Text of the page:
I don't know Bill Terry, but I have a hard time grasping how he could have been a better defender than Keith Hernandez.
   23. DL from MN Posted: March 19, 2014 at 02:16 PM (#4674058)
Bill Terry was one of the best fielding 1B of his era so it's not surprising he does well. The numbers above are cherry picking "best 5" by offensive seasons. Hernandez is better than Terry when comparing defense over peak (best 5) and career measures.
   24. Davo Dozier Posted: March 19, 2014 at 02:21 PM (#4674064)
Dick Allen is one of two eligible players in baseball history who put up multiple 8-WAR seasons who was not elected to the Hall of Fame.

The other? Of course, Snuffy Stirnweiss.
   25. Ron J2 Posted: March 19, 2014 at 02:36 PM (#4674078)
#22 He came up under McGraw. MGraw placed a lot of emphasis on infield defense in general and an unusual emphasis on 1B defense in particular. No surprise that Terry grades out very well. The guy he replaced could have handled second -- and did a capable job when required.

   26. alilisd Posted: March 19, 2014 at 03:00 PM (#4674092)
Remember, he played before the days of WAR and OPS+ (and with his short career, even WAR puts him in the borderline category), and his traditional numbers really are pretty low for a HOF 1B with a poor defensive reputation. Going off memory so correct me if I'm wrong, but doesn't he have something like 350 homers, 1200 rbi's, and less than 2000 hits? It's not hard to see why someone with those totals would be ignored, even if they were the saintliest player who ever played.


Well, if you're going to go "traditional" on his analysis, you should also recognize that he won the ROY and an MVP. He also kills it in
Black Ink and Grey Ink for someone with a short career. His 27 Black Ink is right on the average for a HOF (higher than Stargell), and his 159 Grey Ink is a tick above average (higher than both Stargell and McCovey). He had 6 top 10 finishes for BA, 6 for runs including leading the league (248th all time in a low offense era with a short career), 4 in doubles, 6 in triples including leading the league, 8 in HR including leading the league twice, 4 in RBI including leading the league (194th all time).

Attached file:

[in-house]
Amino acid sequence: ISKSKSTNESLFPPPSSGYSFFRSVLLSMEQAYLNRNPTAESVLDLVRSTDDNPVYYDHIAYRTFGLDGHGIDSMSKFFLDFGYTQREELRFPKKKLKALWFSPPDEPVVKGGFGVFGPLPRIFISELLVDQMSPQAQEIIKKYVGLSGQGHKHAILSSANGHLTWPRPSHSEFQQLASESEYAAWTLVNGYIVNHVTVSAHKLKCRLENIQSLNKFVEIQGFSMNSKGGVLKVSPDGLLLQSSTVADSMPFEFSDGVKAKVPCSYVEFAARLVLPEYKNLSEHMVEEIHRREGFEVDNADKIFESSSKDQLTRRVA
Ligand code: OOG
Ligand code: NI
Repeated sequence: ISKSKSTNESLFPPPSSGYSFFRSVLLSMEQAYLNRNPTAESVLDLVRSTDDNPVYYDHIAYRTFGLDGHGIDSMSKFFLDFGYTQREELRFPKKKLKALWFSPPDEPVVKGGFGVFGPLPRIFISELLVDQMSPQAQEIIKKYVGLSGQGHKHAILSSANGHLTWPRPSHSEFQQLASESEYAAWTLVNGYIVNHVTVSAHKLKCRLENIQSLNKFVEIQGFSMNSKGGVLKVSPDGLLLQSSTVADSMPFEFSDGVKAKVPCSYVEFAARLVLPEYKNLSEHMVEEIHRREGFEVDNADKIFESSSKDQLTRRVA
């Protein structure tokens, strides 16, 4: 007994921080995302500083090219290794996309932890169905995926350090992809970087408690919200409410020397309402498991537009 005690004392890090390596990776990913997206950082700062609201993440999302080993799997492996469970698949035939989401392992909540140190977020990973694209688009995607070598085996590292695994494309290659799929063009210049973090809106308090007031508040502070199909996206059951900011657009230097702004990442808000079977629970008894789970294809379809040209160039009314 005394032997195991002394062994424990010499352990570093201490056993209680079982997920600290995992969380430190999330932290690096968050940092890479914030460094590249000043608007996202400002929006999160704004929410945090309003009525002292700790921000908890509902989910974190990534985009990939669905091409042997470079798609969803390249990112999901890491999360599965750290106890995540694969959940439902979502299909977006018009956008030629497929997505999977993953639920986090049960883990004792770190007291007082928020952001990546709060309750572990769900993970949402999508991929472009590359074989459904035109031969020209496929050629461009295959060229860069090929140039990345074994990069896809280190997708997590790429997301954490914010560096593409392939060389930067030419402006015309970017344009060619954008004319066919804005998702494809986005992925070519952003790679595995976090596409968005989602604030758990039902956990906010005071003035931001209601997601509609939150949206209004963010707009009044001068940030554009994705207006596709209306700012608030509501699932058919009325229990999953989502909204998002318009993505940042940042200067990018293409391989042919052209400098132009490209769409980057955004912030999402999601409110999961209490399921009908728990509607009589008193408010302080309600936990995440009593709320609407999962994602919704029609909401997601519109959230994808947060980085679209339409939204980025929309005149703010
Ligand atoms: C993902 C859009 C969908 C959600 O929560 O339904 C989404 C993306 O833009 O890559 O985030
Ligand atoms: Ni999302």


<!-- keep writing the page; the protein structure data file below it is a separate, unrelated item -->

I think if you look at era (late 50's to early 80's), he's pretty clearly in the company of McCovey, Stargell, and Killebrew in terms of his quality as a hitter, though not in terms of longevity. None of those three are know for stellar defense, but all three are in the HOF (though admittedly with much higher counting stats). He's more similar in counting stats to Norm Cash and Frank Howard, but I think he's pretty clearly a superior hitter to them in terms of peak. Myself I'd tend to say he didn't stay healthy enough to make it as a HOF, but he certainly played well enough in terms of quality, and I'd have no problem with him being inducted as a peak candidate. I don't think he was really overlooked due to low counting stats. I'm more of a mind it was due to personal issues with the writers. YMMV.
   27. DanG Posted: March 19, 2014 at 04:22 PM (#4674127)
Highest OPS+, ages 22-32, 1954-85, minimum 3500 PA

Rk             Player OPSoWAR   PA From   To
1       Mickey Mantle  185 87.4 6427 1954 1964
2          Dick Allen  165 68.2 6270 1964 1974
3         Willie Mays  165 80.7 6670 1954 1963
4          Hank Aaron  162 79.2 7369 1956 1966
5      Willie McCovey  160 53.0 5639 1960 1970
6      Frank Robinson  160 68.3 6815 1958 1968
7      Reggie Jackson  151 58.3 6668 1968 1978
8        Mike Schmidt  150 60.9 6223 1972 1982
9       Eddie Mathews  150 72.5 7115 1954 1964
10   Harmon Killebrew  149 49.9 6015 1958 1968
11       George Brett  148 62.7 6423 1975 1985 
   28. Howie Menckel Posted: March 19, 2014 at 04:28 PM (#4674130)

somebody should post those videos of Hernandez attacking bunts - he was like a kitten with a toy dangled in front of him. I used to wonder if at some point he'd advance to where he simply gloved the ball before it even left the bat, lol.
   29. Booey Posted: March 19, 2014 at 04:38 PM (#4674143)
Myself I'd tend to say he didn't stay healthy enough to make it as a HOF, but he certainly played well enough in terms of quality, and I'd have no problem with him being inducted as a peak candidate.


Agreed, but isn't saying he didn't stay healthy enough kind of the same thing as saying his counting stats aren't high enough? His counting stats aren't high enough because he didn't stay healthy enough. Sort of the Larry Walker problem.
   30. Davo Dozier Posted: March 19, 2014 at 04:44 PM (#4674150)
28--